Colin Farrell: I'm giving up my bad boy image

The actor says he is less concerned with being an alpha-male and calls himself an 'emotional vampire' - arthouses watch out, Colin Farrell is coming

Colin Farrell is lying on a couch at the Savoy, just about ready to kick off his biker boots. The Irish actor has just flown in to London from Los Angeles, where he’s lived for the past 15-odd years, and the jet lag is catching up with him. How times have changed.

It was a decade ago when we last met for The Recruit. Then, he was a Hollywood bad boy, filling his days of being wild with Playboy models, sex tapes and cocaine-and-whiskey binges and rehab all par for the course.

It coincided with a remarkable period in Farrell’s career, shortly after Steven Spielberg came calling for 2002’s Minority Report. “It was insane,” he reflects. “I had no idea what was going on – my head was spinning. All I could do was hold on and pretend that I didn’t care about any of it, because I just didn’t know how to manage it  or know what I cared about. It all happened very, very fast, and it was a blast – but I’m glad it was torn down by these very hands, in a way.”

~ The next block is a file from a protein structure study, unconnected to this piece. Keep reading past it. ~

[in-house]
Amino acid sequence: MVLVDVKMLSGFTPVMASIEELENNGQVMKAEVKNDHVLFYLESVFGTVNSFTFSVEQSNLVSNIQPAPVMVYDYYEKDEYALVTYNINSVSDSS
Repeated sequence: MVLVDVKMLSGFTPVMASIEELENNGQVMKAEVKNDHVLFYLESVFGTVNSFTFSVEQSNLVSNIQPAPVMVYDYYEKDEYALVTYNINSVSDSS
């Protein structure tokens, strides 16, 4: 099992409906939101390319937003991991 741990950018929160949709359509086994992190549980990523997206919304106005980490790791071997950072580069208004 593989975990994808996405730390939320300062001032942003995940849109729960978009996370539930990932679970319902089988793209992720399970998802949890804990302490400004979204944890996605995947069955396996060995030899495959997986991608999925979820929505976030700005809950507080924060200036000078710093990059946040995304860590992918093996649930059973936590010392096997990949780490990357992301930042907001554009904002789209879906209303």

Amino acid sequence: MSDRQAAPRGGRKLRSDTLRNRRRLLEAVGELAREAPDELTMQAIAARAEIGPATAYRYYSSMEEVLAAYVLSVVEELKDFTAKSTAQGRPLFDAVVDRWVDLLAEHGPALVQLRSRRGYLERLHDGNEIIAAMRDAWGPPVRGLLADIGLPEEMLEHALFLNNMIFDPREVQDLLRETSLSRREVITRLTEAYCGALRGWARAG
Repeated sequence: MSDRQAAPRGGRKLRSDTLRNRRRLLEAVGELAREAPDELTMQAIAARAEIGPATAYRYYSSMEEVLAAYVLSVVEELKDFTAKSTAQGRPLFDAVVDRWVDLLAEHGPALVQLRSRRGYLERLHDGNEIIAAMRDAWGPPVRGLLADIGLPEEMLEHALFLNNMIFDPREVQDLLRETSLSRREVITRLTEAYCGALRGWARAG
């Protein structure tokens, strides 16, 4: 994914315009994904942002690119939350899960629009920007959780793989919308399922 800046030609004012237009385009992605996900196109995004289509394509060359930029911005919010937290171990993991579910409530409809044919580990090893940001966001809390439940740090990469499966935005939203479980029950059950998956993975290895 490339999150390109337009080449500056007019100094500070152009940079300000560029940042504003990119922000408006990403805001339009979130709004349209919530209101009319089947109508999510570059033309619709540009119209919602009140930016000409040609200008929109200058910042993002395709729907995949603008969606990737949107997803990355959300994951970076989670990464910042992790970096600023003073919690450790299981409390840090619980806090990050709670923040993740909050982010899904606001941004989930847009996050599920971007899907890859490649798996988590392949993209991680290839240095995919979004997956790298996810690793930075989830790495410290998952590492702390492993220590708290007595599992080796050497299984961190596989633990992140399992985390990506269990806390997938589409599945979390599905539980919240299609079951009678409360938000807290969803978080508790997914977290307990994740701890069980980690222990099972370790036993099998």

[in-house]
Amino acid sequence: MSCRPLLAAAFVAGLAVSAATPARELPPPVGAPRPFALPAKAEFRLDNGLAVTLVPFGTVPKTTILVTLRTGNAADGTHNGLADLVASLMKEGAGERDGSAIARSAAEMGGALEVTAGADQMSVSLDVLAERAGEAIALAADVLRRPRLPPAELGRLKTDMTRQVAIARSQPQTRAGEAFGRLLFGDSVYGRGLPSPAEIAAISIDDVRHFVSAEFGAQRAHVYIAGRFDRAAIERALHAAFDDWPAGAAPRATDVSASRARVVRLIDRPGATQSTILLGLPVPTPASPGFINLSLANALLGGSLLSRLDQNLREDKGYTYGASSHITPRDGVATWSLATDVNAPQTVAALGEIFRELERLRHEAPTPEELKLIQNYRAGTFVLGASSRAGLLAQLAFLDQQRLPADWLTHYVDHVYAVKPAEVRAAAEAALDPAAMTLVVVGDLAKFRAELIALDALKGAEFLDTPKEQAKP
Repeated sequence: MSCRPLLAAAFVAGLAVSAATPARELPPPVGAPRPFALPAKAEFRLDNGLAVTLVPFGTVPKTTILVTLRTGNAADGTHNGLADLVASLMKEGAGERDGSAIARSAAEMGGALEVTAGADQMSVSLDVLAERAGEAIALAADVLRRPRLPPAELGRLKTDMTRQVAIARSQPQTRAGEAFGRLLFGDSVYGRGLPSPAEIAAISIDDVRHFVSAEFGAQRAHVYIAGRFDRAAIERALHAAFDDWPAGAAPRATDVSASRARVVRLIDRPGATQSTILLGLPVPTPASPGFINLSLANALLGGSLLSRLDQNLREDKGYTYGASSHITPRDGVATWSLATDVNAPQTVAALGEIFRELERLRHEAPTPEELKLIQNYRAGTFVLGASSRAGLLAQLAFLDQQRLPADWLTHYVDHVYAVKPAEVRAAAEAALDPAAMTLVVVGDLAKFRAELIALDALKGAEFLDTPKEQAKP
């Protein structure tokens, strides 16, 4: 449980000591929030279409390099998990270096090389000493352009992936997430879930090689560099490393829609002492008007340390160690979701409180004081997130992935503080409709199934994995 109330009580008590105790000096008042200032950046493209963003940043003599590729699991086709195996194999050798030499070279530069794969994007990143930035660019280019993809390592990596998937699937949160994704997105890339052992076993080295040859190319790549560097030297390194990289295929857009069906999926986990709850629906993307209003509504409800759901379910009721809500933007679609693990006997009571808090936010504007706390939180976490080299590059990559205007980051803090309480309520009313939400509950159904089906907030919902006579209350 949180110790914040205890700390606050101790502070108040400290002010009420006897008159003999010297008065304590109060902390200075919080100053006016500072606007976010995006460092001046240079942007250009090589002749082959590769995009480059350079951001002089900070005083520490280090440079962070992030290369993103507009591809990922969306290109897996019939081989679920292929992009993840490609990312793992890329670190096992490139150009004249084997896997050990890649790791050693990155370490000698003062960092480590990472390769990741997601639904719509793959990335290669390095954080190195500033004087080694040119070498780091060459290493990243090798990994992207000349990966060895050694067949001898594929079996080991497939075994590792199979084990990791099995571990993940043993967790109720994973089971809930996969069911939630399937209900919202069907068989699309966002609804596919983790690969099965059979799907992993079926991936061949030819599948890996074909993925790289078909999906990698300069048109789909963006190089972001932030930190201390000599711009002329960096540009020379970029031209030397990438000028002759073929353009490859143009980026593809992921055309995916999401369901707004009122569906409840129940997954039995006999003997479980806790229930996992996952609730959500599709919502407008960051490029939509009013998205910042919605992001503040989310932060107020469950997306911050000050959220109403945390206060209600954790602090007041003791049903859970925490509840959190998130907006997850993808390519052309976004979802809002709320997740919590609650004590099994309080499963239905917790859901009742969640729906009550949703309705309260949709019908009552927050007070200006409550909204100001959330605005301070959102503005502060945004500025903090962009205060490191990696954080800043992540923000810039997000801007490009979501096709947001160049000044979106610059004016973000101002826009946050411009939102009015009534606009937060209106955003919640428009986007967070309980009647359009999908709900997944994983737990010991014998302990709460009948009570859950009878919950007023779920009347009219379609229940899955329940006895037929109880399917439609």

Now, at 37, Farrell is a changed man – calmer and quieter – as his recent CV suggests. Last November saw him in the sentimental Saving Mr. Banks, playing Travers Goff, the well-meaning but unreliable father to Mary Poppins author P L Travers. This month, he takes a rare step towards playing a romantic lead in A New York Winter’s Tale, the directorial debut of Oscar-winning screenwriter Akiva Goldsman. “I don’t think I’ve done anything that’s as unashamedly and unabashedly romantic as this film,” he says. Colin Farrell with Jessica Brown Findlay in 'A New York Winter's Tale' Colin Farrell with Jessica Brown Findlay in 'A New York Winter's Tale' (Warner Bros)

He couldn’t have put it better if he tried. Based on the novel by Mark Helprin, Farrell plays Peter Lake, a burglar living in New York in 1916 who falls for Jessica Brown Findlay’s well-to-do Beverly, who is dying of tuberculosis. A blend of romance and fantasy (there’s a flying white horse, time-travel and Satanic rumblings), Farrell calls it “incredibly sweet and incredible moving” – even if its protestations about universal love come straight out of the Hallmark playbook.

Despite his bad-boy image, Farrell is an old romantic at heart, he says. His first ever crush was Marilyn Monroe; he’d leave Smarties under his pillow for her. “I truly felt what we would call romantic love,” he smiles. More recently, there was his time spent with Elizabeth Taylor; they met in the last two years of her life, before she died in 2011 (he was one of the few non-family members at her funeral). Farrell calls it – in his mind, at least – “the last romantic relationship I had which was never consummated”.